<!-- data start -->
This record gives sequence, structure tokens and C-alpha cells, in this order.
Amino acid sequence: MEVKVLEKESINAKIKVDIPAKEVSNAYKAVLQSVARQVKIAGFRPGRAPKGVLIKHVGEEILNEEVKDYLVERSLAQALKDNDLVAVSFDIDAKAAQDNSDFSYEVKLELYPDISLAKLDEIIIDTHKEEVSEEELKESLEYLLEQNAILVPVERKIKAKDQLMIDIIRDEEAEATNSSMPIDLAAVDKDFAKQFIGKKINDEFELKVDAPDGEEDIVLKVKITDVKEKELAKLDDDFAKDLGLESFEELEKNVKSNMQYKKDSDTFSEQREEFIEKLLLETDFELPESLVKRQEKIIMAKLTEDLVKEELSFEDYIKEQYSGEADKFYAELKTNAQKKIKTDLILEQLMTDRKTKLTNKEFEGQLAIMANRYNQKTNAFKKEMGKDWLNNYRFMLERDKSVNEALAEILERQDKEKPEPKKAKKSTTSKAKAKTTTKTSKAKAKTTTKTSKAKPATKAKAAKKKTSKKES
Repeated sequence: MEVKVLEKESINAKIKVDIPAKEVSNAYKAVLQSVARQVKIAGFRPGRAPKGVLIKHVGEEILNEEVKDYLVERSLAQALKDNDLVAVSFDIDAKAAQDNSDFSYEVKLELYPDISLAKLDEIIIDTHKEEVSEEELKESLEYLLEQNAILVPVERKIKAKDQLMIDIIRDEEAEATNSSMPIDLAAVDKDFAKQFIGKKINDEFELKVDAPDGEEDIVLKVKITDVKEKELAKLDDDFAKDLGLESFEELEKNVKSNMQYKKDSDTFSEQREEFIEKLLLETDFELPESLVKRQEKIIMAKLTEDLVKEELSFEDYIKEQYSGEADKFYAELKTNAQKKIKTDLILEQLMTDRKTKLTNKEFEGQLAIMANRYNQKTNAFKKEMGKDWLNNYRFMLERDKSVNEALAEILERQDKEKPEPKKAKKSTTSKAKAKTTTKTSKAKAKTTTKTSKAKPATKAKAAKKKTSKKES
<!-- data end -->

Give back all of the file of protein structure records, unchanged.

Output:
This record gives sequence, structure tokens and C-alpha cells, in this order.
Amino acid sequence: MEVKVLEKESINAKIKVDIPAKEVSNAYKAVLQSVARQVKIAGFRPGRAPKGVLIKHVGEEILNEEVKDYLVERSLAQALKDNDLVAVSFDIDAKAAQDNSDFSYEVKLELYPDISLAKLDEIIIDTHKEEVSEEELKESLEYLLEQNAILVPVERKIKAKDQLMIDIIRDEEAEATNSSMPIDLAAVDKDFAKQFIGKKINDEFELKVDAPDGEEDIVLKVKITDVKEKELAKLDDDFAKDLGLESFEELEKNVKSNMQYKKDSDTFSEQREEFIEKLLLETDFELPESLVKRQEKIIMAKLTEDLVKEELSFEDYIKEQYSGEADKFYAELKTNAQKKIKTDLILEQLMTDRKTKLTNKEFEGQLAIMANRYNQKTNAFKKEMGKDWLNNYRFMLERDKSVNEALAEILERQDKEKPEPKKAKKSTTSKAKAKTTTKTSKAKAKTTTKTSKAKPATKAKAAKKKTSKKES
Repeated sequence: MEVKVLEKESINAKIKVDIPAKEVSNAYKAVLQSVARQVKIAGFRPGRAPKGVLIKHVGEEILNEEVKDYLVERSLAQALKDNDLVAVSFDIDAKAAQDNSDFSYEVKLELYPDISLAKLDEIIIDTHKEEVSEEELKESLEYLLEQNAILVPVERKIKAKDQLMIDIIRDEEAEATNSSMPIDLAAVDKDFAKQFIGKKINDEFELKVDAPDGEEDIVLKVKITDVKEKELAKLDDDFAKDLGLESFEELEKNVKSNMQYKKDSDTFSEQREEFIEKLLLETDFELPESLVKRQEKIIMAKLTEDLVKEELSFEDYIKEQYSGEADKFYAELKTNAQKKIKTDLILEQLMTDRKTKLTNKEFEGQLAIMANRYNQKTNAFKKEMGKDWLNNYRFMLERDKSVNEALAEILERQDKEKPEPKKAKKSTTSKAKAKTTTKTSKAKAKTTTKTSKAKPATKAKAAKKKTSKKES